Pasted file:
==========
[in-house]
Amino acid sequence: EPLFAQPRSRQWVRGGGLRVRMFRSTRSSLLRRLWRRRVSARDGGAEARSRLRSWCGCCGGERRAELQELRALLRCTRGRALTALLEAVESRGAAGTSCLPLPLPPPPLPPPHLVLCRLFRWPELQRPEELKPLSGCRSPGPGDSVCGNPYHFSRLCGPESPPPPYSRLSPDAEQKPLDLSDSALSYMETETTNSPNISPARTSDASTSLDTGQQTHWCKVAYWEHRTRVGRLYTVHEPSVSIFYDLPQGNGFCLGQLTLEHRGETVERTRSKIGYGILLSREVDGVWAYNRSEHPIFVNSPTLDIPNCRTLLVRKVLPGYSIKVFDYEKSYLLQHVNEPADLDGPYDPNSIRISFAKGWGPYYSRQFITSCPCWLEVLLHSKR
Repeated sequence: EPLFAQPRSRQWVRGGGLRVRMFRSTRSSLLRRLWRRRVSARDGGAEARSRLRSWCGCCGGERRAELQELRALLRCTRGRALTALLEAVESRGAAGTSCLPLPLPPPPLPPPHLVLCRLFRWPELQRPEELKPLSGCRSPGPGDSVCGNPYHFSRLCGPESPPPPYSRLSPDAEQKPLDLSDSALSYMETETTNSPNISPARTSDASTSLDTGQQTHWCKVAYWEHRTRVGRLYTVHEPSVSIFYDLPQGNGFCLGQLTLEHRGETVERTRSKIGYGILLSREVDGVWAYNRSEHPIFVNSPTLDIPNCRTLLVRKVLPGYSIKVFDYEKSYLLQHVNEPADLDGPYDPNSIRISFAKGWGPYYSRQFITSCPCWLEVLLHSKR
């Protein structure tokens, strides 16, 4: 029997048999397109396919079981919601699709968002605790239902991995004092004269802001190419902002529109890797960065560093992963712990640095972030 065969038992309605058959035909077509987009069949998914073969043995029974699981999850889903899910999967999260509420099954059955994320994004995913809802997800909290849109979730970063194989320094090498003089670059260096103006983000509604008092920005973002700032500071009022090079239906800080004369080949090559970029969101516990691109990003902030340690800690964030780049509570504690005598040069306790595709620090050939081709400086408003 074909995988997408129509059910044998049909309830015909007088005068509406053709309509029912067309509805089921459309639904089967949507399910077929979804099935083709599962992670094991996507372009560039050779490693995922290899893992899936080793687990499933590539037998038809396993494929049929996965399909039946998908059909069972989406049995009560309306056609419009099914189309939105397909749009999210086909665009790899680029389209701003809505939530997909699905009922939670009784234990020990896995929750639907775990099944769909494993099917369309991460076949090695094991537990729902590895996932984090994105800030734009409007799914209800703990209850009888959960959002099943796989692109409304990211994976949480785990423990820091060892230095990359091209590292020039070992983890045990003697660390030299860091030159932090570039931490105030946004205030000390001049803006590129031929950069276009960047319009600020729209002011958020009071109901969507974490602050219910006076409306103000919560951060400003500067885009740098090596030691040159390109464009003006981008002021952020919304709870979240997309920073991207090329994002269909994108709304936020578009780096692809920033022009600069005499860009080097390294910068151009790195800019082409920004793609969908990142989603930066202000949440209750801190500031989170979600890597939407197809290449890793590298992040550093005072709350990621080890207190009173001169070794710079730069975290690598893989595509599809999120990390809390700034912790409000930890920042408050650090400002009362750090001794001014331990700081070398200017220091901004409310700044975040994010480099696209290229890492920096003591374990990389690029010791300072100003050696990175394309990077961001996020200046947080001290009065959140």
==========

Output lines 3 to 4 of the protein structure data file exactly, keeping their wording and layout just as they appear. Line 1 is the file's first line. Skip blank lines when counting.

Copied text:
Repeated sequence: EPLFAQPRSRQWVRGGGLRVRMFRSTRSSLLRRLWRRRVSARDGGAEARSRLRSWCGCCGGERRAELQELRALLRCTRGRALTALLEAVESRGAAGTSCLPLPLPPPPLPPPHLVLCRLFRWPELQRPEELKPLSGCRSPGPGDSVCGNPYHFSRLCGPESPPPPYSRLSPDAEQKPLDLSDSALSYMETETTNSPNISPARTSDASTSLDTGQQTHWCKVAYWEHRTRVGRLYTVHEPSVSIFYDLPQGNGFCLGQLTLEHRGETVERTRSKIGYGILLSREVDGVWAYNRSEHPIFVNSPTLDIPNCRTLLVRKVLPGYSIKVFDYEKSYLLQHVNEPADLDGPYDPNSIRISFAKGWGPYYSRQFITSCPCWLEVLLHSKR
């Protein structure tokens, strides 16, 4: 029997048999397109396919079981919601699709968002605790239902991995004092004269802001190419902002529109890797960065560093992963712990640095972030 065969038992309605058959035909077509987009069949998914073969043995029974699981999850889903899910999967999260509420099954059955994320994004995913809802997800909290849109979730970063194989320094090498003089670059260096103006983000509604008092920005973002700032500071009022090079239906800080004369080949090559970029969101516990691109990003902030340690800690964030780049509570504690005598040069306790595709620090050939081709400086408003 074909995988997408129509059910044998049909309830015909007088005068509406053709309509029912067309509805089921459309639904089967949507399910077929979804099935083709599962992670094991996507372009560039050779490693995922290899893992899936080793687990499933590539037998038809396993494929049929996965399909039946998908059909069972989406049995009560309306056609419009099914189309939105397909749009999210086909665009790899680029389209701003809505939530997909699905009922939670009784234990020990896995929750639907775990099944769909494993099917369309991460076949090695094991537990729902590895996932984090994105800030734009409007799914209800703990209850009888959960959002099943796989692109409304990211994976949480785990423990820091060892230095990359091209590292020039070992983890045990003697660390030299860091030159932090570039931490105030946004205030000390001049803006590129031929950069276009960047319009600020729209002011958020009071109901969507974490602050219910006076409306103000919560951060400003500067885009740098090596030691040159390109464009003006981008002021952020919304709870979240997309920073991207090329994002269909994108709304936020578009780096692809920033022009600069005499860009080097390294910068151009790195800019082409920004793609969908990142989603930066202000949440209750801190500031989170979600890597939407197809290449890793590298992040550093005072709350990621080890207190009173001169070794710079730069975290690598893989595509599809999120990390809390700034912790409000930890920042408050650090400002009362750090001794001014331990700081070398200017220091901004409310700044975040994010480099696209290229890492920096003591374990990389690029010791300072100003050696990175394309990077961001996020200046947080001290009065959140």